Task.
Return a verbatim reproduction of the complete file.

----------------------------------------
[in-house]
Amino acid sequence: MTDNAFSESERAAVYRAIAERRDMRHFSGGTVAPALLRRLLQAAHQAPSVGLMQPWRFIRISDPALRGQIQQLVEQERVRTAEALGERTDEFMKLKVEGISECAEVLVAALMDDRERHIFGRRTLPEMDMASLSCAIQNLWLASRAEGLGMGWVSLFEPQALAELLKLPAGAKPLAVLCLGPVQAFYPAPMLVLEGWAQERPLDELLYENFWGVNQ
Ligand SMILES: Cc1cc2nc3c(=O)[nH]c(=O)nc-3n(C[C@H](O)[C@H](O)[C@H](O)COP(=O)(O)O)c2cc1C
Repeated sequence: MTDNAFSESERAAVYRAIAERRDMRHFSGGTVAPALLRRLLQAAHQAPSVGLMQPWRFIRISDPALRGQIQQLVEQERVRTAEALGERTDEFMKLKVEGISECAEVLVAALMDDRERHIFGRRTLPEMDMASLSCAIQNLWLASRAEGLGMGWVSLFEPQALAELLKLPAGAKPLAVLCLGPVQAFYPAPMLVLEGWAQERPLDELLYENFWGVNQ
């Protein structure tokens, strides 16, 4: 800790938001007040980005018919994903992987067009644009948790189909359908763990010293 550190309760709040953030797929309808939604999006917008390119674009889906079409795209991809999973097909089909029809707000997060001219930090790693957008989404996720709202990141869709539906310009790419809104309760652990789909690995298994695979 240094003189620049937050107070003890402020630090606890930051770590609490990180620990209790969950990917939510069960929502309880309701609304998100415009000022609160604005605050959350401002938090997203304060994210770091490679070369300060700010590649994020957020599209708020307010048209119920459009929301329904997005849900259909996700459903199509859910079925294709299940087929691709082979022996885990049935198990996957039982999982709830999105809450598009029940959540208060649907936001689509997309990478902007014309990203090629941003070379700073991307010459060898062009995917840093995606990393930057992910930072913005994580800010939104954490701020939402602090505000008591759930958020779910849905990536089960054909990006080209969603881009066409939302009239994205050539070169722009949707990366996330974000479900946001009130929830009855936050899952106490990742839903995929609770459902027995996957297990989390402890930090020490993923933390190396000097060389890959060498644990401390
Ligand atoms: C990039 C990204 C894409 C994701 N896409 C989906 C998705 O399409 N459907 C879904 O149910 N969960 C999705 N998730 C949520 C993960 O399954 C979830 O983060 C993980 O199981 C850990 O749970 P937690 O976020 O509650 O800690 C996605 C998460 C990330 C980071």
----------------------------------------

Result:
[in-house]
Amino acid sequence: MTDNAFSESERAAVYRAIAERRDMRHFSGGTVAPALLRRLLQAAHQAPSVGLMQPWRFIRISDPALRGQIQQLVEQERVRTAEALGERTDEFMKLKVEGISECAEVLVAALMDDRERHIFGRRTLPEMDMASLSCAIQNLWLASRAEGLGMGWVSLFEPQALAELLKLPAGAKPLAVLCLGPVQAFYPAPMLVLEGWAQERPLDELLYENFWGVNQ
Ligand SMILES: Cc1cc2nc3c(=O)[nH]c(=O)nc-3n(C[C@H](O)[C@H](O)[C@H](O)COP(=O)(O)O)c2cc1C
Repeated sequence: MTDNAFSESERAAVYRAIAERRDMRHFSGGTVAPALLRRLLQAAHQAPSVGLMQPWRFIRISDPALRGQIQQLVEQERVRTAEALGERTDEFMKLKVEGISECAEVLVAALMDDRERHIFGRRTLPEMDMASLSCAIQNLWLASRAEGLGMGWVSLFEPQALAELLKLPAGAKPLAVLCLGPVQAFYPAPMLVLEGWAQERPLDELLYENFWGVNQ
């Protein structure tokens, strides 16, 4: 800790938001007040980005018919994903992987067009644009948790189909359908763990010293 550190309760709040953030797929309808939604999006917008390119674009889906079409795209991809999973097909089909029809707000997060001219930090790693957008989404996720709202990141869709539906310009790419809104309760652990789909690995298994695979 240094003189620049937050107070003890402020630090606890930051770590609490990180620990209790969950990917939510069960929502309880309701609304998100415009000022609160604005605050959350401002938090997203304060994210770091490679070369300060700010590649994020957020599209708020307010048209119920459009929301329904997005849900259909996700459903199509859910079925294709299940087929691709082979022996885990049935198990996957039982999982709830999105809450598009029940959540208060649907936001689509997309990478902007014309990203090629941003070379700073991307010459060898062009995917840093995606990393930057992910930072913005994580800010939104954490701020939402602090505000008591759930958020779910849905990536089960054909990006080209969603881009066409939302009239994205050539070169722009949707990366996330974000479900946001009130929830009855936050899952106490990742839903995929609770459902027995996957297990989390402890930090020490993923933390190396000097060389890959060498644990401390
Ligand atoms: C990039 C990204 C894409 C994701 N896409 C989906 C998705 O399409 N459907 C879904 O149910 N969960 C999705 N998730 C949520 C993960 O399954 C979830 O983060 C993980 O199981 C850990 O749970 P937690 O976020 O509650 O800690 C996605 C998460 C990330 C980071």